World Peace Monument, Helsinki
South of Hakamienitori Square, on the Hakamienenranta Waterfront, is a bronze sculpture of Maailman rauha (World Peace), unveiled on January 14, 1990. The monument was designed by Soviet sculptor Oleg Kiryukhin and is the result of a cultural exchange between Helsinki and Moscow. At the same time, the sculpture "Children of the World" by Antti Neuvonen was opened in Moscow. This action was held two months after the fall of the Berlin Wall and symbolizes the end of the Cold War.
The public reaction to the three figures raising their hands with clenched fists was extremely negative, and Helsinki Mayor Raimo Ilaskivi had to admit: "It's an impressive and interesting piece of work, but it has sparked discussion." Journalist Hannu Marttila accused the author of plagiarizing the Paris fountain "Four Continents" by Jean-Baptiste Carpeaux. Adherents of tolerance and multiculturalism note that the sculpture symbolizes the friendship of peoples of different ethnic groups, but there is no representative of Asia among the figures. Helsinki residents gave the monument the nickname "Thieves". In a 2008 newspaper reader survey, the sculpture was named the third ugliest in Helsinki, but it was also ranked third in popularity.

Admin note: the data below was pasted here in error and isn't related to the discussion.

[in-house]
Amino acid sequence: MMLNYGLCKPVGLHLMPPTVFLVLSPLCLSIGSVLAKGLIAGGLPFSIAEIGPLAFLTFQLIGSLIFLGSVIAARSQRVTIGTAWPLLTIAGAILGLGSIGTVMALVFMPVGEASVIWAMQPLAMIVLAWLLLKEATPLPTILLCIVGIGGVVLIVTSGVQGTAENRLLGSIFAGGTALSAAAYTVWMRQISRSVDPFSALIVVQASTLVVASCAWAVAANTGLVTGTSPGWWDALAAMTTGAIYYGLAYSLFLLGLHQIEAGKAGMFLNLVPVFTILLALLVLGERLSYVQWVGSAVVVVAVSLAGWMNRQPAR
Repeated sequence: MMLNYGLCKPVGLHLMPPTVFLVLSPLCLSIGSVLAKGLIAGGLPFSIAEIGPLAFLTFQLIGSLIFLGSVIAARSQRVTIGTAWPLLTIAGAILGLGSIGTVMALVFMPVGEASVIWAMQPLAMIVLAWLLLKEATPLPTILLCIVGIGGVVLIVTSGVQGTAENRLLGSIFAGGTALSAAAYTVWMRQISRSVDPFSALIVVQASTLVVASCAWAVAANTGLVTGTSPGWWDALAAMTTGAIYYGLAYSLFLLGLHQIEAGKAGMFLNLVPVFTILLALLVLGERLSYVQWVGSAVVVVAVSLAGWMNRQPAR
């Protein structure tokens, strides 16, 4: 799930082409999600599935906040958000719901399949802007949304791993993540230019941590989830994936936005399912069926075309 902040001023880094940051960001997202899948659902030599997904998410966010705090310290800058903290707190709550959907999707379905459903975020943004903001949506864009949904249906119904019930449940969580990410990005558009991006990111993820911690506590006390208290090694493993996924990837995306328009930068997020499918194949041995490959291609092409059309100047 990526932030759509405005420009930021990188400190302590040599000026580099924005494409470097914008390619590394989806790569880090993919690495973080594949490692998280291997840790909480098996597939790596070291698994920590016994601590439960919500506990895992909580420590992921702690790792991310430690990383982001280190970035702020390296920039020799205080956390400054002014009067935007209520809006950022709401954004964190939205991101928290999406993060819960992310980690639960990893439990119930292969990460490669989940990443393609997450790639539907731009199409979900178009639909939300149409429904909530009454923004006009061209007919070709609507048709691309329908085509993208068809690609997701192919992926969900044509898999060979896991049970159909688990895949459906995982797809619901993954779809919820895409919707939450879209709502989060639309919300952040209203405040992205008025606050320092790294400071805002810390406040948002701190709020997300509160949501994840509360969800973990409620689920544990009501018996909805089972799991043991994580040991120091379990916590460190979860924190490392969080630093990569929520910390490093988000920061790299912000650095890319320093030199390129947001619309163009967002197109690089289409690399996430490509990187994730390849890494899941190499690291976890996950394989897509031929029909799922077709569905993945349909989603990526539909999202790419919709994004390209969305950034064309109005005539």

The monument was the object of several acts of vandalism: On October 10, 1991, Finnish Literature Day (Alexis Kiwi Day), members of the Feather Group student community doused the sculpture with resin and sprinkled it with feathers. The protesters said they considered the sculpture ugly and demanded that the city authorities demolish the monument. The next incident occurred on the night of September 10, 2010, when an unsuccessful attempt was made to blow up the monument with a gas cylinder. The police opened a serious crime case, but the organizers of the explosion were never found. 6 years later, a criminal arrested in another case confessed to the attempted bombing. On the night of August 24, 2014, on the eve of the Independence Day of Ukraine, Ukrainian flags appeared on the sculpture in protest against the annexation of the Crimean Peninsula by Russia.